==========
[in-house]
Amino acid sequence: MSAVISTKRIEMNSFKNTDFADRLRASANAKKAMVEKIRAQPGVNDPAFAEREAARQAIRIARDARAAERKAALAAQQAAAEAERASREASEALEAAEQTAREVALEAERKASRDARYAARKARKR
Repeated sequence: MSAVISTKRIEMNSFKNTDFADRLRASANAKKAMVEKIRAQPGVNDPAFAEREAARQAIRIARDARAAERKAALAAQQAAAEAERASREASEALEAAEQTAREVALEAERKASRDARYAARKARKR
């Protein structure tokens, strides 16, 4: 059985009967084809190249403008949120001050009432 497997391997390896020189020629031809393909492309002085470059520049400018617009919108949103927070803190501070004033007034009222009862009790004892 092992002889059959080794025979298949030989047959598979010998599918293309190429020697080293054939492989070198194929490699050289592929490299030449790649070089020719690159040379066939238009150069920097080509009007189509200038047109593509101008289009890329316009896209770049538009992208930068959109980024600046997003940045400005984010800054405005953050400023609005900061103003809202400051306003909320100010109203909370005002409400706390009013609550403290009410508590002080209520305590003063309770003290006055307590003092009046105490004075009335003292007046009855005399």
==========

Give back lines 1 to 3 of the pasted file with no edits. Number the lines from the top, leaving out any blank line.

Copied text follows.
[in-house]
Amino acid sequence: MSAVISTKRIEMNSFKNTDFADRLRASANAKKAMVEKIRAQPGVNDPAFAEREAARQAIRIARDARAAERKAALAAQQAAAEAERASREASEALEAAEQTAREVALEAERKASRDARYAARKARKR
Repeated sequence: MSAVISTKRIEMNSFKNTDFADRLRASANAKKAMVEKIRAQPGVNDPAFAEREAARQAIRIARDARAAERKAALAAQQAAAEAERASREASEALEAAEQTAREVALEAERKASRDARYAARKARKR